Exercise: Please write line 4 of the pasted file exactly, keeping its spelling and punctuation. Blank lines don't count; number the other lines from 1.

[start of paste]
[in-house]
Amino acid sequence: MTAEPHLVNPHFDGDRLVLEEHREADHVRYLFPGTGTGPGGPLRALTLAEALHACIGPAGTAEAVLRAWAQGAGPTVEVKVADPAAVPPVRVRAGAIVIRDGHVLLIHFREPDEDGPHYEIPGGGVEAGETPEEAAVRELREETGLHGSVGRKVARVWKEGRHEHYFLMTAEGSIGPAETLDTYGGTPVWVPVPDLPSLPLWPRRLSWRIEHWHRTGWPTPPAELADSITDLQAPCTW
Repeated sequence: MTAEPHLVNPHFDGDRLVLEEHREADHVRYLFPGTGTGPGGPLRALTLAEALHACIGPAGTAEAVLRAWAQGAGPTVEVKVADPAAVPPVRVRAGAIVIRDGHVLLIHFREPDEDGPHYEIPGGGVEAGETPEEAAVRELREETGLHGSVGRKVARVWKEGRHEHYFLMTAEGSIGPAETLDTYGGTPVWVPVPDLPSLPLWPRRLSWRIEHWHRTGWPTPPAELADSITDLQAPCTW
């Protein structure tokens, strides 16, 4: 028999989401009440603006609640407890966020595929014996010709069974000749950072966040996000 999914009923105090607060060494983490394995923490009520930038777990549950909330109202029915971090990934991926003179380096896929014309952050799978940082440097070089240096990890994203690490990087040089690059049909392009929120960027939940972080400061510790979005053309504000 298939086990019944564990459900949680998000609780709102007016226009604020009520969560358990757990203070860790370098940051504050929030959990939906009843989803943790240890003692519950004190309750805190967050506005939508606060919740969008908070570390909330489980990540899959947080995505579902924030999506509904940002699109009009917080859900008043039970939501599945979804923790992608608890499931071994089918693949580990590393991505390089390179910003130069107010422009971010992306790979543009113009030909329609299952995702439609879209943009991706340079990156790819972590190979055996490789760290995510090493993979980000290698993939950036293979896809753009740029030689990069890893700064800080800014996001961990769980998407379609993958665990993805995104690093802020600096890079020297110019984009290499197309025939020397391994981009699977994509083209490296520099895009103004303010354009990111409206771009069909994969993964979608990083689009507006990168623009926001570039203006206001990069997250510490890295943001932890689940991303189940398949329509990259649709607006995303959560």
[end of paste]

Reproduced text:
């Protein structure tokens, strides 16, 4: 028999989401009440603006609640407890966020595929014996010709069974000749950072966040996000 999914009923105090607060060494983490394995923490009520930038777990549950909330109202029915971090990934991926003179380096896929014309952050799978940082440097070089240096990890994203690490990087040089690059049909392009929120960027939940972080400061510790979005053309504000 298939086990019944564990459900949680998000609780709102007016226009604020009520969560358990757990203070860790370098940051504050929030959990939906009843989803943790240890003692519950004190309750805190967050506005939508606060919740969008908070570390909330489980990540899959947080995505579902924030999506509904940002699109009009917080859900008043039970939501599945979804923790992608608890499931071994089918693949580990590393991505390089390179910003130069107010422009971010992306790979543009113009030909329609299952995702439609879209943009991706340079990156790819972590190979055996490789760290995510090493993979980000290698993939950036293979896809753009740029030689990069890893700064800080800014996001961990769980998407379609993958665990993805995104690093802020600096890079020297110019984009290499197309025939020397391994981009699977994509083209490296520099895009103004303010354009990111409206771009069909994969993964979608990083689009507006990168623009926001570039203006206001990069997250510490890295943001932890689940991303189940398949329509990259649709607006995303959560």